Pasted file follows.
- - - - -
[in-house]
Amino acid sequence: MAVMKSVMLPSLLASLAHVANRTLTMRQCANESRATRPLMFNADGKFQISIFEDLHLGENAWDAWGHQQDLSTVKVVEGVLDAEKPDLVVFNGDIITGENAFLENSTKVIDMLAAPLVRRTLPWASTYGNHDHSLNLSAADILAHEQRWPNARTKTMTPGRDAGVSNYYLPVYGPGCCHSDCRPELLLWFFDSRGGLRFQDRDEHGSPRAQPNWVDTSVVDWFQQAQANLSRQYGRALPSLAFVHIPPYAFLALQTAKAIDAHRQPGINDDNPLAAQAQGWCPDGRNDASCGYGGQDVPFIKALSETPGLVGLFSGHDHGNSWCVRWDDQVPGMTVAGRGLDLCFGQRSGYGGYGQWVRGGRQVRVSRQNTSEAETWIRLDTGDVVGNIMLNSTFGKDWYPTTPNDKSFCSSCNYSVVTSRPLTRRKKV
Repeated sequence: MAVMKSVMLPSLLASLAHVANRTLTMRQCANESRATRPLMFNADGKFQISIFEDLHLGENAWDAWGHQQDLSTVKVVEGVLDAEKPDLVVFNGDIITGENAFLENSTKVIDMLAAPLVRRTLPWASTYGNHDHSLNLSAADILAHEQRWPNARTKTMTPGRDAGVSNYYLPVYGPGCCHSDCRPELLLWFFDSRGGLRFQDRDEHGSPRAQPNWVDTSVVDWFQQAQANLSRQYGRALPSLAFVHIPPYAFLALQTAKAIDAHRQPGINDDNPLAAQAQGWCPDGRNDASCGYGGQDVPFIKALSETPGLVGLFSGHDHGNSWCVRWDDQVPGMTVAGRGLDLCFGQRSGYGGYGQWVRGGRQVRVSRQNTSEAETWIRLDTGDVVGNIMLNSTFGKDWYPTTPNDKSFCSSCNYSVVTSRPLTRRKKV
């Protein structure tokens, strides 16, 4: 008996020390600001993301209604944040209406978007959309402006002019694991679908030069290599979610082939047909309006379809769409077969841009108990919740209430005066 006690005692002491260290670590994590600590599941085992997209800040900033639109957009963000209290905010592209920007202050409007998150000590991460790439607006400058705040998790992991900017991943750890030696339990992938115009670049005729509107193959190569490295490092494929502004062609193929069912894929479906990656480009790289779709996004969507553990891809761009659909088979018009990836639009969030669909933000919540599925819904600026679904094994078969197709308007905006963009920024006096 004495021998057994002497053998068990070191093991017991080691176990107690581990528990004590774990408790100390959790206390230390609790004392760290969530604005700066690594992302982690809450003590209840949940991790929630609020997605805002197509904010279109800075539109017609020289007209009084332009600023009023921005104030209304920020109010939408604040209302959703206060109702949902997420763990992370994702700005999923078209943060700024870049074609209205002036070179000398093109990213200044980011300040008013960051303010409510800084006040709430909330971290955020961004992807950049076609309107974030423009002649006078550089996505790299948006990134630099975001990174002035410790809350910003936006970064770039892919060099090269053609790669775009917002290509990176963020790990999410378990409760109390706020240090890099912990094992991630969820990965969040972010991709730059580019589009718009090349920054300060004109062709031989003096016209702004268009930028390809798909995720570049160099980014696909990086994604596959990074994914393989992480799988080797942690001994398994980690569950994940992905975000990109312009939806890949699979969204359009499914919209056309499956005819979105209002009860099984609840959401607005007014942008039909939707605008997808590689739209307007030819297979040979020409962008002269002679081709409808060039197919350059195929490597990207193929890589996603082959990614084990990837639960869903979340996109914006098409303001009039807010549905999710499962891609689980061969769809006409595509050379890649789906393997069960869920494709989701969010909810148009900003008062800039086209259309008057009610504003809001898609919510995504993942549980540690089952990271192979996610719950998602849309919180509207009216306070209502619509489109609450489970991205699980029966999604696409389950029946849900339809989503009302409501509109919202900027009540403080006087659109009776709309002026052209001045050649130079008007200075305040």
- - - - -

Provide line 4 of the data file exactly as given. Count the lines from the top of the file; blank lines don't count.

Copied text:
């Protein structure tokens, strides 16, 4: 008996020390600001993301209604944040209406978007959309402006002019694991679908030069290599979610082939047909309006379809769409077969841009108990919740209430005066 006690005692002491260290670590994590600590599941085992997209800040900033639109957009963000209290905010592209920007202050409007998150000590991460790439607006400058705040998790992991900017991943750890030696339990992938115009670049005729509107193959190569490295490092494929502004062609193929069912894929479906990656480009790289779709996004969507553990891809761009659909088979018009990836639009969030669909933000919540599925819904600026679904094994078969197709308007905006963009920024006096 004495021998057994002497053998068990070191093991017991080691176990107690581990528990004590774990408790100390959790206390230390609790004392760290969530604005700066690594992302982690809450003590209840949940991790929630609020997605805002197509904010279109800075539109017609020289007209009084332009600023009023921005104030209304920020109010939408604040209302959703206060109702949902997420763990992370994702700005999923078209943060700024870049074609209205002036070179000398093109990213200044980011300040008013960051303010409510800084006040709430909330971290955020961004992807950049076609309107974030423009002649006078550089996505790299948006990134630099975001990174002035410790809350910003936006970064770039892919060099090269053609790669775009917002290509990176963020790990999410378990409760109390706020240090890099912990094992991630969820990965969040972010991709730059580019589009718009090349920054300060004109062709031989003096016209702004268009930028390809798909995720570049160099980014696909990086994604596959990074994914393989992480799988080797942690001994398994980690569950994940992905975000990109312009939806890949699979969204359009499914919209056309499956005819979105209002009860099984609840959401607005007014942008039909939707605008997808590689739209307007030819297979040979020409962008002269002679081709409808060039197919350059195929490597990207193929890589996603082959990614084990990837639960869903979340996109914006098409303001009039807010549905999710499962891609689980061969769809006409595509050379890649789906393997069960869920494709989701969010909810148009900003008062800039086209259309008057009610504003809001898609919510995504993942549980540690089952990271192979996610719950998602849309919180509207009216306070209502619509489109609450489970991205699980029966999604696409389950029946849900339809989503009302409501509109919202900027009540403080006087659109009776709309002026052209001045050649130079008007200075305040």